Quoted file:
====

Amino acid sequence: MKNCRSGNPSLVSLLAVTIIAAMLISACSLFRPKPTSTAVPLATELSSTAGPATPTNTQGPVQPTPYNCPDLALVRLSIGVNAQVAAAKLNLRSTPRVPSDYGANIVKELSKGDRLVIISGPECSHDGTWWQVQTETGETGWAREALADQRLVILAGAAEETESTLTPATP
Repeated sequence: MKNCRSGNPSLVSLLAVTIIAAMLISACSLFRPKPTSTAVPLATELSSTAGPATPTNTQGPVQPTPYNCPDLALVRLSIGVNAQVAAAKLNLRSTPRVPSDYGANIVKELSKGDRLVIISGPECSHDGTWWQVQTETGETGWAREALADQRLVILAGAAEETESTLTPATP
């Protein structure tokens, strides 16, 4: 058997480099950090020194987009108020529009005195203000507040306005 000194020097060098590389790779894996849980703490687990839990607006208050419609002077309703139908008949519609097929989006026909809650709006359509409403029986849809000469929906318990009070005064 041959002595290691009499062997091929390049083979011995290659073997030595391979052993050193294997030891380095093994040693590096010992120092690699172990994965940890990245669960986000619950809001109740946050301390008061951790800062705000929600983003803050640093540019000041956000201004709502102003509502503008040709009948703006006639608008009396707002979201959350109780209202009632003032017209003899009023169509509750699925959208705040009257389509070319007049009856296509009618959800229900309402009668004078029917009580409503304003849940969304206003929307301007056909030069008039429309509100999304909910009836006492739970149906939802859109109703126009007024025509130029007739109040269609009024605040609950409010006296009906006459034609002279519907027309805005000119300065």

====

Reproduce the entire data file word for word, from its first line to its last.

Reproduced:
Amino acid sequence: MKNCRSGNPSLVSLLAVTIIAAMLISACSLFRPKPTSTAVPLATELSSTAGPATPTNTQGPVQPTPYNCPDLALVRLSIGVNAQVAAAKLNLRSTPRVPSDYGANIVKELSKGDRLVIISGPECSHDGTWWQVQTETGETGWAREALADQRLVILAGAAEETESTLTPATP
Repeated sequence: MKNCRSGNPSLVSLLAVTIIAAMLISACSLFRPKPTSTAVPLATELSSTAGPATPTNTQGPVQPTPYNCPDLALVRLSIGVNAQVAAAKLNLRSTPRVPSDYGANIVKELSKGDRLVIISGPECSHDGTWWQVQTETGETGWAREALADQRLVILAGAAEETESTLTPATP
């Protein structure tokens, strides 16, 4: 058997480099950090020194987009108020529009005195203000507040306005 000194020097060098590389790779894996849980703490687990839990607006208050419609002077309703139908008949519609097929989006026909809650709006359509409403029986849809000469929906318990009070005064 041959002595290691009499062997091929390049083979011995290659073997030595391979052993050193294997030891380095093994040693590096010992120092690699172990994965940890990245669960986000619950809001109740946050301390008061951790800062705000929600983003803050640093540019000041956000201004709502102003509502503008040709009948703006006639608008009396707002979201959350109780209202009632003032017209003899009023169509509750699925959208705040009257389509070319007049009856296509009618959800229900309402009668004078029917009580409503304003849940969304206003929307301007056909030069008039429309509100999304909910009836006492739970149906939802859109109703126009007024025509130029007739109040269609009024605040609950409010006296009906006459034609002279519907027309805005000119300065």